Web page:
“We played against some very good cricketers in the UAE team. It was our first run out on the grass after a big winter indoors and in a lot of the games, we were given a lot of players different opportunities and different roles to try and express themselves and to try and show what they have done in the winter. They (UAE) are an international side and they were a very good group of cricketers, but we had the opportunity to show how hard we have worked in the winter,” the captain added.

Thunder captain Ellie Threlkeld

Thunder have a new captain in Ellie Threlkeld. © Getty Images

Another change in this tour of the UAE was that all of these friendly matches were live-streamed via Lancashire’s YouTube channel. Even with the odd timings back home in England and the Women’s World Cup in New Zealand, it gained significant views. The live stream was supported by a multi-camera angles view and a commentary panel. Thorley believes Lancashire wanted to present this as a product to their viewers.

“We wanted a commentary rather than just a static camera. (We wanted)a good setup, so people will watch it. We have invested heavily in that, with Lancashire support. I think, you ultimately want a good product. You want people to watch it and at the same time, you want it to be commercially an asset as well. And it just shows that if you do put it out there, people will watch,” Thorley said.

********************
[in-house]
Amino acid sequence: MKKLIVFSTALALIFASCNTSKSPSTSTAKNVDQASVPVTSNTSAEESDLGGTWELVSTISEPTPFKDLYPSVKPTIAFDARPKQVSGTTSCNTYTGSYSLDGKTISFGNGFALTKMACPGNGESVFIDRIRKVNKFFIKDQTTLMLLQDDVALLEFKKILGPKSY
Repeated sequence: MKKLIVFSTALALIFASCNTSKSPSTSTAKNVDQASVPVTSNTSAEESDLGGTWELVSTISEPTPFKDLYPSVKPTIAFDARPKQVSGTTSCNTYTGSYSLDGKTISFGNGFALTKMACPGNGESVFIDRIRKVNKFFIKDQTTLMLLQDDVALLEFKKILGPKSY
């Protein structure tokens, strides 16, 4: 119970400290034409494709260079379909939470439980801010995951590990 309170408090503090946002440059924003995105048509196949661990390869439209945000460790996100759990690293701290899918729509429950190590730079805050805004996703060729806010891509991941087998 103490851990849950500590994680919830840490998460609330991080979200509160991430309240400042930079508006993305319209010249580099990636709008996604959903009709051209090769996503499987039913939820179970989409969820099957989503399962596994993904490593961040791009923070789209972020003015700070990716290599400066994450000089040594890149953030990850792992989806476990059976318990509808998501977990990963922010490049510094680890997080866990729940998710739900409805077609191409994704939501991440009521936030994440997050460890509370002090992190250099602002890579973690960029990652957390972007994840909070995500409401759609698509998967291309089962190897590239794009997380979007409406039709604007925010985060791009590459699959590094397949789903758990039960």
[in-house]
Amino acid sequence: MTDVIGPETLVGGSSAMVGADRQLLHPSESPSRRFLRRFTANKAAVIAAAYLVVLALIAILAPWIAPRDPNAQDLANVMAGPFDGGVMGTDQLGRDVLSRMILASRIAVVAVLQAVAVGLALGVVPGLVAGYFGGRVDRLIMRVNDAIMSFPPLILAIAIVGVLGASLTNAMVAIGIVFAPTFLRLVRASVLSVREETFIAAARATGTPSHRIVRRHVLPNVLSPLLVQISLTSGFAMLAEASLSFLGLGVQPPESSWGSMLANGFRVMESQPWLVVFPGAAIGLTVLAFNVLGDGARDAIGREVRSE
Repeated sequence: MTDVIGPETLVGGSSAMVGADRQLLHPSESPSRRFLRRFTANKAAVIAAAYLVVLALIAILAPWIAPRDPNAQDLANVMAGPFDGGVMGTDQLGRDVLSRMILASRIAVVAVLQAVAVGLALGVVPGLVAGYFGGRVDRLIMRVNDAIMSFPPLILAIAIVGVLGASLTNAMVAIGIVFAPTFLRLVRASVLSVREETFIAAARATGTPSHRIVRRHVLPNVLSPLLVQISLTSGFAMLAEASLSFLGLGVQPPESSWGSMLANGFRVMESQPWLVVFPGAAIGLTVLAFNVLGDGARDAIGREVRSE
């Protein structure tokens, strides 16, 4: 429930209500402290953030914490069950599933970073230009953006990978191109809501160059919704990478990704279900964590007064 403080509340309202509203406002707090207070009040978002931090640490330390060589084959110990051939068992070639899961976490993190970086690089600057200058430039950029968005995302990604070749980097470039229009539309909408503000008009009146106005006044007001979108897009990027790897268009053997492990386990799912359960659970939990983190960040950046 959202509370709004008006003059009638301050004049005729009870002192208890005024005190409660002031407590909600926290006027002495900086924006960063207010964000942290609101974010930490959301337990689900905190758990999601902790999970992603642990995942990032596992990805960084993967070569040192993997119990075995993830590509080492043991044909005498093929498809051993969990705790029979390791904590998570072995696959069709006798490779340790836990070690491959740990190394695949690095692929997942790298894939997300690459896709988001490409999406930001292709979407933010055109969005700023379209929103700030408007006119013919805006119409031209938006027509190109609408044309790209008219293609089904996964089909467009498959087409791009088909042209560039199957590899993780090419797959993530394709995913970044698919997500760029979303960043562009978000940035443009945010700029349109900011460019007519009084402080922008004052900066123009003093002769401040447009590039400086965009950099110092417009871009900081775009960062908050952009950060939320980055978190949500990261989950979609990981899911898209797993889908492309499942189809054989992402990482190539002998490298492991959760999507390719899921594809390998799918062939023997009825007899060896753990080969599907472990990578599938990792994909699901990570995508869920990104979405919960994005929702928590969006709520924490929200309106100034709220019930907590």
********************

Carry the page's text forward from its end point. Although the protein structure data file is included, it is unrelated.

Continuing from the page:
The Thunder team is now getting used to playing in front of cameras. They played the inaugural season of The Hundred in front of packed stadiums and millions of viewers watching it from all over the world. One of the defining moments of the inaugural season came when Lancashire’s Emma Lamb looked ecstatic walking towards the crease in the first-ever match in the format. It has become a part of their cricket and the captain believes now all of the Thunder players are used to it.

“(Livestreaming) is something we are a bit more used to now. It continues to happen in the Charlotte Edwards Cup and the Rachel Heyhoe-Flint Trophy as well. I think the girls are all pretty used to it now and it wasn’t really something we thought about there. We just sort of thought about focusing on ourselves and the cricket we were playing,” the captain added.

Such is the regularity of the presence of cameras in women’s cricket, that it’s not something that surprises the players. It is a huge change in a short amount of time when 5-6 years ago, fans struggled to find the highlights of international matches.

Threlkeld believes these hard-earned experiences in the hot conditions of UAE have connected the Thunder unit. During the recently concluded Charlotte Edwards Cup, they struggled to get going, even with the England international players in the playing XI, they finished third in Group A.

“(The performances on the UAE tours in the absence of international players), is something that stuck out from that tour for me. I will be reminding the players before we go out for our first game how well we did in Dubai. And that feeling of togetherness that we had, because I think that was something that the players created themselves and that is something we need to take forward throughout the year.”

With Thunder starting their journey in the RHF Trophy on July 3, they would like to hold on to those memories of togetherness from the Dubai tour and utilize the lessons they have learned to win the championship.